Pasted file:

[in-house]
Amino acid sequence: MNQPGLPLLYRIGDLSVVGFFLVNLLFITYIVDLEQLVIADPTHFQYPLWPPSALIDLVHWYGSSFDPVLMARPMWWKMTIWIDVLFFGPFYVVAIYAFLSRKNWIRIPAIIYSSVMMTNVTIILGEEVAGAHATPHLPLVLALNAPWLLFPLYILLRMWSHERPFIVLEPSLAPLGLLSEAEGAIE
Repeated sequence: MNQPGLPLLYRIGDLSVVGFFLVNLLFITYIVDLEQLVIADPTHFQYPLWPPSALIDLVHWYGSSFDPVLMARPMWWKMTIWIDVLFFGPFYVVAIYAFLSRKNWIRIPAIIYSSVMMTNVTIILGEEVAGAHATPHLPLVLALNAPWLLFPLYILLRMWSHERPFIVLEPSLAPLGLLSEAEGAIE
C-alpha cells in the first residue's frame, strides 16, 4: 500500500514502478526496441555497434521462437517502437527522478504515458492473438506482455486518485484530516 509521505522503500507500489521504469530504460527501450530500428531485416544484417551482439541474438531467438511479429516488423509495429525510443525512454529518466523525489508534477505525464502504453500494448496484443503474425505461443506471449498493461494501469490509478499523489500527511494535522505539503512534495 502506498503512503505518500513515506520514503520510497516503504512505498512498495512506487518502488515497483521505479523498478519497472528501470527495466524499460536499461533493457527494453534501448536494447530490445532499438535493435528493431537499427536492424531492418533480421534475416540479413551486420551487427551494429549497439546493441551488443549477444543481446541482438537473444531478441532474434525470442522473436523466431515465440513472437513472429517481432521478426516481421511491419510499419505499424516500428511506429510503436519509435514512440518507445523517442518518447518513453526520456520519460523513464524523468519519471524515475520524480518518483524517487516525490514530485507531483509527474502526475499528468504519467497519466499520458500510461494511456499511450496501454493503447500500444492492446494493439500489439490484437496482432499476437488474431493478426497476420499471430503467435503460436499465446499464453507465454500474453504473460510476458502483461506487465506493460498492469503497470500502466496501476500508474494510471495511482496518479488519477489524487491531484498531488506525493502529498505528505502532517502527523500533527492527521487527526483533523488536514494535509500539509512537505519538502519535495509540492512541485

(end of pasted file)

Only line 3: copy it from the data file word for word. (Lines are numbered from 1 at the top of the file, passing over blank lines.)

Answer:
Repeated sequence: MNQPGLPLLYRIGDLSVVGFFLVNLLFITYIVDLEQLVIADPTHFQYPLWPPSALIDLVHWYGSSFDPVLMARPMWWKMTIWIDVLFFGPFYVVAIYAFLSRKNWIRIPAIIYSSVMMTNVTIILGEEVAGAHATPHLPLVLALNAPWLLFPLYILLRMWSHERPFIVLEPSLAPLGLLSEAEGAIE